Bill Belichick’s Super Bowl-Winning Philosophy: Just Do Your Job

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Jan 23, 2015

The New England Patriots defeated the Indianapolis Colts in the AFC Championship game last weekend, earning them a trip to the Super Bowl  this Sunday against the Seattle Seahawks.

Super Bowl XLIX (that’s 49 for non-Romans) will mark a major milestone in a historic journey by the Patriots team and their head coach, Bill Belichick.

Belichick stands to become the first head coach ever to appear in six (6) Super Bowls, and with a victory over Seattle, can become the only coach to ever win four (4) of them.

In addition, New England Quarterback Tom Brady will be making his record-breaking sixth start in a Super Bowl, and if he wins, he will join the elite ranks of NFL legends Terry Bradshaw and Joe Montana with four victories in pro football’s biggest game.

Great expectations

Of course, the New England Patriots are made up of much more than Belichick and Brady, who make up the winningest coach/QB team since the big AFC/NFC merger in 1970. The entire Patriots organization (Deflategate notwithstanding) has developed a reputation for being one of the most disciplined and engaged clubs in the league.

Since he started his dynastic run with the Pats in 2000, Belichick has kept his squad on the winning side of things by adhering to a simple team philosophy: Do Your Job. The idea behind it is that if everyone focuses and does their individual job, great things can happen for the team.

Belichick believes in this philosophy to his marrow, which is why he has his team captains sign an agreement of sorts, a “Do Your Job” Statement of Work as a requisite for playing with him.

“Do Your Job” pledges that must be kept

Among the pledges made:

  • I will accomplish all my chores and errands well before kickoff, making sure to let everyone know that game day hours are not to be interrupted.
  • I will hold my head up high with whomever I interact, knowing I represent one of the greatest sports franchises on Earth.
  • When the Patriots are on defense, I will create as much noise as possible … so as to disrupt sideline-to-quarterback communication, and [it] will not cease until the ball has been snapped.
  • When the Patriots are on offense, I will remain silent so the offense can communicate and focus on the task at hand: another Patriots FIRST DOWN.
  •  I will be courteous and respectful to other fans in attendance. In the event a fan is rooting for the Patriots’ opponent, in addition to respect and courtesy, I will add pity to how I interact.

The agreement verges on tongue-in-cheek in many places, with special instructions for viewing games at home, including shaming in-laws who may be Jets fans. However, it’s something the team takes very seriously on game day.

Inspiration in action

Bill Speros of recalled some gruff inspirational words from Belichick that demonstrate the philosophy in action.

During the AFC divisional playoffs in 2007, the Pats were tied up with the Jacksonville Jaguars 14-14. “Do your job. That’s what the problem is right there,” Belichick said. “Take care of your responsibility and just do it right. For once.” At that time the Patriots were 16-0 — talk about not giving an inch. The Patriots ended up winning the game and made it to the Super Bowl that year as well.

In 2015, while playing the Baltimore Ravens in the same divisional playoff round, they found themselves in a similar situation halfway in. Belichick delivered an inspirational speech that would have felt at home in a corporate boardroom:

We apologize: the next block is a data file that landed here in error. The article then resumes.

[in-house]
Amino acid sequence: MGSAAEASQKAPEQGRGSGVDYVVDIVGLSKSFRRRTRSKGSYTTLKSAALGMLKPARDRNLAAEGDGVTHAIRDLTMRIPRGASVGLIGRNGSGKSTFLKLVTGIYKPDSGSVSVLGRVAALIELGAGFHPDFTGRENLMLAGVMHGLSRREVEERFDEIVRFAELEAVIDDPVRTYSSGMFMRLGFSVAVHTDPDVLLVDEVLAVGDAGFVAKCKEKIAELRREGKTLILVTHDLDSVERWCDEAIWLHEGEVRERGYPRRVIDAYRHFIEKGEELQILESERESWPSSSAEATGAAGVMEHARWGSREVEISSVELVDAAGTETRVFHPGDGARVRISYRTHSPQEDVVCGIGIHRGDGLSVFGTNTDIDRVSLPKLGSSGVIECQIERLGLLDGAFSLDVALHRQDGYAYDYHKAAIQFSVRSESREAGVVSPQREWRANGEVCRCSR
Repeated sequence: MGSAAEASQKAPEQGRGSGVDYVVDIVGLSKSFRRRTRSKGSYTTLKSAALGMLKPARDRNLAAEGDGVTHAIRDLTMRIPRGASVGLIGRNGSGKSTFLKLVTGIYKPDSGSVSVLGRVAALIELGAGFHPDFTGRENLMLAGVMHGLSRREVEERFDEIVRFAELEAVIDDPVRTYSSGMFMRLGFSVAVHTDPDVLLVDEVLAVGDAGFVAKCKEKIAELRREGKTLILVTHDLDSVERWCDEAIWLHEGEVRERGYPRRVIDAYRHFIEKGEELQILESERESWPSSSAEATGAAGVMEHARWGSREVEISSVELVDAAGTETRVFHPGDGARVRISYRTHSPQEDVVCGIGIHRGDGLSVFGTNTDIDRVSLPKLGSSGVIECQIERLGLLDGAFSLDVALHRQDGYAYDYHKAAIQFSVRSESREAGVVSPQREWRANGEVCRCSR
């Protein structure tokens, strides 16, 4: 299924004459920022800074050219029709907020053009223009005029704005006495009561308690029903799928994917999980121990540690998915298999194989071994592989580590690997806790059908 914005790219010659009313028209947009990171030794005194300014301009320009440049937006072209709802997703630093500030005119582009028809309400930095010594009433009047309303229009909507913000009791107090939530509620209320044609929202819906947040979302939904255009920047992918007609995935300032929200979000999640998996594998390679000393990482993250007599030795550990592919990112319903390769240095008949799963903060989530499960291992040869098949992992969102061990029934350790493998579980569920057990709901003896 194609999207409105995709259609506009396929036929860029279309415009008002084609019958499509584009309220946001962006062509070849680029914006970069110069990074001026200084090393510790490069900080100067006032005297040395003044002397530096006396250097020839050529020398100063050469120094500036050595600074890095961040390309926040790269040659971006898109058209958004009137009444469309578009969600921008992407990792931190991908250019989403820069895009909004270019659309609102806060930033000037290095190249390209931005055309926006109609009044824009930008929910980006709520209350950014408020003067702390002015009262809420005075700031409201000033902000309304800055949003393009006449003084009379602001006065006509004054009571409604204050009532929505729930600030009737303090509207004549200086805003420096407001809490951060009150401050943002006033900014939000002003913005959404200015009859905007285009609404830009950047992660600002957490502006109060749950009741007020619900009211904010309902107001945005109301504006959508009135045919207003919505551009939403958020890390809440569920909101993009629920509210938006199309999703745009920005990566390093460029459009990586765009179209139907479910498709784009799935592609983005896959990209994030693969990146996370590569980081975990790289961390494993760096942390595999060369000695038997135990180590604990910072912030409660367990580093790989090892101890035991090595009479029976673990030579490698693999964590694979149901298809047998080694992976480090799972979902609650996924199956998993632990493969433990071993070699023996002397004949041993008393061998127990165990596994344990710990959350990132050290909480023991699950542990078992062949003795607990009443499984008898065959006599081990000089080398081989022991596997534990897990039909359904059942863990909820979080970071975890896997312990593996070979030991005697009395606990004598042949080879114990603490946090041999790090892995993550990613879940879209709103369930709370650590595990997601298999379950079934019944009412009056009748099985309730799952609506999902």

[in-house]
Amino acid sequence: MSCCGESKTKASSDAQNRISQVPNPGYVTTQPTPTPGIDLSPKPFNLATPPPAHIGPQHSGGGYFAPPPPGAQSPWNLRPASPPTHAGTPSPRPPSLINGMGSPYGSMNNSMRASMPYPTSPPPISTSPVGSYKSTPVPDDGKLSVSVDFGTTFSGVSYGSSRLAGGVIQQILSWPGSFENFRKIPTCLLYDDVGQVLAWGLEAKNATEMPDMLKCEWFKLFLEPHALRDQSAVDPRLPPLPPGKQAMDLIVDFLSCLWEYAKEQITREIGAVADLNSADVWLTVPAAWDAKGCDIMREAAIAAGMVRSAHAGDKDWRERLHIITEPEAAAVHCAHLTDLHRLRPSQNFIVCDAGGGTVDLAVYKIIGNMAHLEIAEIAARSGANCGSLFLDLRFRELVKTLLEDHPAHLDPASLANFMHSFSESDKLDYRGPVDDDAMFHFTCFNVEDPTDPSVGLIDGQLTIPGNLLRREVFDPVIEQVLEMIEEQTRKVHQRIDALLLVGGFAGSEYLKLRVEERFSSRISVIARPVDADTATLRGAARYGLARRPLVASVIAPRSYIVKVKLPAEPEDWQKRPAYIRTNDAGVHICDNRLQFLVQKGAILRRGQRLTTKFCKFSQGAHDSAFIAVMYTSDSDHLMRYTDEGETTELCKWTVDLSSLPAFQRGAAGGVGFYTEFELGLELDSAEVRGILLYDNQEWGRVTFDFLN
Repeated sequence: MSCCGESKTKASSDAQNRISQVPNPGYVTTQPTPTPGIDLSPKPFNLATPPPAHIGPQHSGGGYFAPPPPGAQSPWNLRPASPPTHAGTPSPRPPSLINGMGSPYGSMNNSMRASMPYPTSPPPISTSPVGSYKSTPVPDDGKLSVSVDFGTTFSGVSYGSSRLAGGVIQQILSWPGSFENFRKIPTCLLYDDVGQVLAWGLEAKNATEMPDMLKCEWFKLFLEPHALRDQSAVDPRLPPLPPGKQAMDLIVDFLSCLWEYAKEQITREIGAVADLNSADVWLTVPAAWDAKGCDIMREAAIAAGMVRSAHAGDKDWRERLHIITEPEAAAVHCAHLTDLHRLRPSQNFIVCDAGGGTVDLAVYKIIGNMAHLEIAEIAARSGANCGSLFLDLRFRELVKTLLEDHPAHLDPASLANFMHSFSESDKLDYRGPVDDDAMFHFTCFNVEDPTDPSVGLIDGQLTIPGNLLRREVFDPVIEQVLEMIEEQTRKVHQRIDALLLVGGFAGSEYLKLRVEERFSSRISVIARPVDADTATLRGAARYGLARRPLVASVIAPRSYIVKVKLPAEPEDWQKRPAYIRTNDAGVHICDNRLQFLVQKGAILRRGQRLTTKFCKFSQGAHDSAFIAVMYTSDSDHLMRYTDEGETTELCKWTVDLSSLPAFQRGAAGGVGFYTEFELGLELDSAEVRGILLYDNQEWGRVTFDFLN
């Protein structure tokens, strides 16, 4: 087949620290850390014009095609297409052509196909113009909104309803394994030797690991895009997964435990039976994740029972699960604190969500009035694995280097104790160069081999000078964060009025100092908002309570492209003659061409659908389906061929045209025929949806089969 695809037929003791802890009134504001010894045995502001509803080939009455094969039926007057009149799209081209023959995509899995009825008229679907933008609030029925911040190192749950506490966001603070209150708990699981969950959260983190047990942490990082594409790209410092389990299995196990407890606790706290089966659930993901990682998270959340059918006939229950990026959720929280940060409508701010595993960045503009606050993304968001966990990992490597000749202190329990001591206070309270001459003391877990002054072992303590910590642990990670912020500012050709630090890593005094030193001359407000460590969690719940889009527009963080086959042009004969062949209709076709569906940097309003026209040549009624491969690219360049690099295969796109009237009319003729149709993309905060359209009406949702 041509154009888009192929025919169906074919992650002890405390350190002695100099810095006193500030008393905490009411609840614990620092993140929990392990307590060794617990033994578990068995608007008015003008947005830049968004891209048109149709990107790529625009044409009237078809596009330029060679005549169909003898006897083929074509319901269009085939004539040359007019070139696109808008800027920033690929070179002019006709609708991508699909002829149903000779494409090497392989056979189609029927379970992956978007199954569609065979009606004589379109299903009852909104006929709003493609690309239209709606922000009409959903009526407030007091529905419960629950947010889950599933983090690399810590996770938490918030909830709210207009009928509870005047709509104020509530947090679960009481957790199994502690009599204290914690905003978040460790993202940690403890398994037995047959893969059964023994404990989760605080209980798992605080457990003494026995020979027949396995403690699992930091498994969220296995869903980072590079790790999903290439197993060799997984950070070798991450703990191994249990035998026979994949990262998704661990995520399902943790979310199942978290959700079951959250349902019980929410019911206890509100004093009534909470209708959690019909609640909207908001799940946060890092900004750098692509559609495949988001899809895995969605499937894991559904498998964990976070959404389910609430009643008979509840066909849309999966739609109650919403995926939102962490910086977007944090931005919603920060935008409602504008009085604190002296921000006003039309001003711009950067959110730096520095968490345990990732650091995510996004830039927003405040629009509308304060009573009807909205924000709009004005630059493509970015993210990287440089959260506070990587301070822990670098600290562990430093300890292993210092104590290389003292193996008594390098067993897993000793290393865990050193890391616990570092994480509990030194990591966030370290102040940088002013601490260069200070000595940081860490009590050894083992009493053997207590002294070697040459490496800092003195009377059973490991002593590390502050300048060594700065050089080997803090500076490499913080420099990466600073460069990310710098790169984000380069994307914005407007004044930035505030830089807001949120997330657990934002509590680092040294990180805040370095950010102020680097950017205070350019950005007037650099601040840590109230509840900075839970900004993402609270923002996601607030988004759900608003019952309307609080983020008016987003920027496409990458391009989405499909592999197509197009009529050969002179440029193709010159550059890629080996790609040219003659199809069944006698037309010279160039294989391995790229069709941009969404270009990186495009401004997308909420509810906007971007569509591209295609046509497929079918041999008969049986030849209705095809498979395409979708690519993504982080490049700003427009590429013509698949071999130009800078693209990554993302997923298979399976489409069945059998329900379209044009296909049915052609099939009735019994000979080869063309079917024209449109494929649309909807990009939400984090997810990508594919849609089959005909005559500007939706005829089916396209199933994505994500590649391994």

Listen fellas, it’s about doing our jobs. Just cover your man. Do what you’re supposed to do,” Belichick said. “We’re trying to make too big many plays, and we’re not doing what we’re supposed to do. Playing the under-thrown ball. Tackling. Jamming the receivers. Just play the defense. That’s all we’ve got to do. They’re not giving us anything we haven’t seen before. There are no scheme plays. It’s just disciplined football. Come on, fellas, we’ve got 25 minutes left. We’ve got to get that play.”

Bigger than the NFL

Pundits and detractors might argue that the Patriots’ recent victories were secured with trickery, but you can’t argue that Belichick’s “Do Your Job” philosophy doesn’t keep his players focused on the task at hand. For that reason, it’s bigger than the NFL alone.

For all of the research and studies that attempt to define what employee engagement is, at the end of the day it is simply that — keeping your employees focused on the task at hand, and more important, providing a genuine reassurance that their hard work will be rewarded, and making good on those reassurances.

An engaging leader must be able to not only motivate others to do their job, but turn that motivation into results. A simple dime-store philosophy like “Do Your Job” can do wonders to keep everyone on track.

A victory of management

Belichick has communicated and reinforced his philosophy constantly over his tenure, and it is now a part of the fabric of the organization. Every Patriots player eats, breathes, and sleeps to this notion.

Staying on-message over the years may very well be Belichick’s greatest management victory. Consistency forms habits, and habits form a culture. When the pressure is on, everyone feels the pinch. When everyone focuses on their jobs like they’re supposed to, there’s no time to think about it.

You can love him or hate him, but Belichick knows that when the stakes are highest you don’t need your employees to be extraordinary or work harder than they ever have, you need them to simply do their jobs like they’ve always done, because that’s how you got to the Big Game in the first place.

The collective effort that results from that is what makes a team truly extraordinary.

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